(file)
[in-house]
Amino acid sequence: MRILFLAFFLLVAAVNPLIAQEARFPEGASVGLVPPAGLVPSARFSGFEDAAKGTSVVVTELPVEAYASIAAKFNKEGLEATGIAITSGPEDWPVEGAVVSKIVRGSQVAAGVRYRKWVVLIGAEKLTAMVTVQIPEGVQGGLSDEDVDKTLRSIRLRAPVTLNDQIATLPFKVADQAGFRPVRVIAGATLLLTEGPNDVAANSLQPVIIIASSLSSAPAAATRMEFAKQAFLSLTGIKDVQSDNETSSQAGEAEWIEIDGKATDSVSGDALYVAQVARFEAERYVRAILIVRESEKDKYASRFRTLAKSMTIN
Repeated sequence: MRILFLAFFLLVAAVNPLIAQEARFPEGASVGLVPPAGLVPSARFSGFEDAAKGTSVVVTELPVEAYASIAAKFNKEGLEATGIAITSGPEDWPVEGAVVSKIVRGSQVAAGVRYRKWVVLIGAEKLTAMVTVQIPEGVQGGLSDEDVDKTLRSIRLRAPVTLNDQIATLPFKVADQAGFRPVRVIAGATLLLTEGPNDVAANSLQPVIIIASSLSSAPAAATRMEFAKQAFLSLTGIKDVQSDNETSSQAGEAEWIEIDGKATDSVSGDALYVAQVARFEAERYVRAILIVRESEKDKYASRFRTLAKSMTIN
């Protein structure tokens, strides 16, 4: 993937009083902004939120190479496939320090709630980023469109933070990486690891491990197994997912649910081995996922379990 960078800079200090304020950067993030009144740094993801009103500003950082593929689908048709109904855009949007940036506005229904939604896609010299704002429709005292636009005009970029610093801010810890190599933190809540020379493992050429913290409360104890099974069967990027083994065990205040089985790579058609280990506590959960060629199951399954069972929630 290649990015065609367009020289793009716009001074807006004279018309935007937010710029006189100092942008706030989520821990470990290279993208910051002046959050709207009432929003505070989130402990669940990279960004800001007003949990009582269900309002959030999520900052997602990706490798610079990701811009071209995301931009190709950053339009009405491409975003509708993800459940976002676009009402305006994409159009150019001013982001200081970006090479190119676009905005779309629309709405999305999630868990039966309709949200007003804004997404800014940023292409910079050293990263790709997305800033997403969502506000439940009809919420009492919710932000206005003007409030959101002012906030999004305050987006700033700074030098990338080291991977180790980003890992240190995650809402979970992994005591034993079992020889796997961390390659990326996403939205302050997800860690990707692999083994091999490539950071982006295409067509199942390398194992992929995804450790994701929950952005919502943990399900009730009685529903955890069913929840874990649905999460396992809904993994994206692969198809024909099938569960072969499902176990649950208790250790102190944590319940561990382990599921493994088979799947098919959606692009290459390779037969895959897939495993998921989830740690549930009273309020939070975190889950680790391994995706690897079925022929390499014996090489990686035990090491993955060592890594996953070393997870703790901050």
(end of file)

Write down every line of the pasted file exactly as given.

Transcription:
[in-house]
Amino acid sequence: MRILFLAFFLLVAAVNPLIAQEARFPEGASVGLVPPAGLVPSARFSGFEDAAKGTSVVVTELPVEAYASIAAKFNKEGLEATGIAITSGPEDWPVEGAVVSKIVRGSQVAAGVRYRKWVVLIGAEKLTAMVTVQIPEGVQGGLSDEDVDKTLRSIRLRAPVTLNDQIATLPFKVADQAGFRPVRVIAGATLLLTEGPNDVAANSLQPVIIIASSLSSAPAAATRMEFAKQAFLSLTGIKDVQSDNETSSQAGEAEWIEIDGKATDSVSGDALYVAQVARFEAERYVRAILIVRESEKDKYASRFRTLAKSMTIN
Repeated sequence: MRILFLAFFLLVAAVNPLIAQEARFPEGASVGLVPPAGLVPSARFSGFEDAAKGTSVVVTELPVEAYASIAAKFNKEGLEATGIAITSGPEDWPVEGAVVSKIVRGSQVAAGVRYRKWVVLIGAEKLTAMVTVQIPEGVQGGLSDEDVDKTLRSIRLRAPVTLNDQIATLPFKVADQAGFRPVRVIAGATLLLTEGPNDVAANSLQPVIIIASSLSSAPAAATRMEFAKQAFLSLTGIKDVQSDNETSSQAGEAEWIEIDGKATDSVSGDALYVAQVARFEAERYVRAILIVRESEKDKYASRFRTLAKSMTIN
């Protein structure tokens, strides 16, 4: 993937009083902004939120190479496939320090709630980023469109933070990486690891491990197994997912649910081995996922379990 960078800079200090304020950067993030009144740094993801009103500003950082593929689908048709109904855009949007940036506005229904939604896609010299704002429709005292636009005009970029610093801010810890190599933190809540020379493992050429913290409360104890099974069967990027083994065990205040089985790579058609280990506590959960060629199951399954069972929630 290649990015065609367009020289793009716009001074807006004279018309935007937010710029006189100092942008706030989520821990470990290279993208910051002046959050709207009432929003505070989130402990669940990279960004800001007003949990009582269900309002959030999520900052997602990706490798610079990701811009071209995301931009190709950053339009009405491409975003509708993800459940976002676009009402305006994409159009150019001013982001200081970006090479190119676009905005779309629309709405999305999630868990039966309709949200007003804004997404800014940023292409910079050293990263790709997305800033997403969502506000439940009809919420009492919710932000206005003007409030959101002012906030999004305050987006700033700074030098990338080291991977180790980003890992240190995650809402979970992994005591034993079992020889796997961390390659990326996403939205302050997800860690990707692999083994091999490539950071982006295409067509199942390398194992992929995804450790994701929950952005919502943990399900009730009685529903955890069913929840874990649905999460396992809904993994994206692969198809024909099938569960072969499902176990649950208790250790102190944590319940561990382990599921493994088979799947098919959606692009290459390779037969895959897939495993998921989830740690549930009273309020939070975190889950680790391994995706690897079925022929390499014996090489990686035990090491993955060592890594996953070393997870703790901050």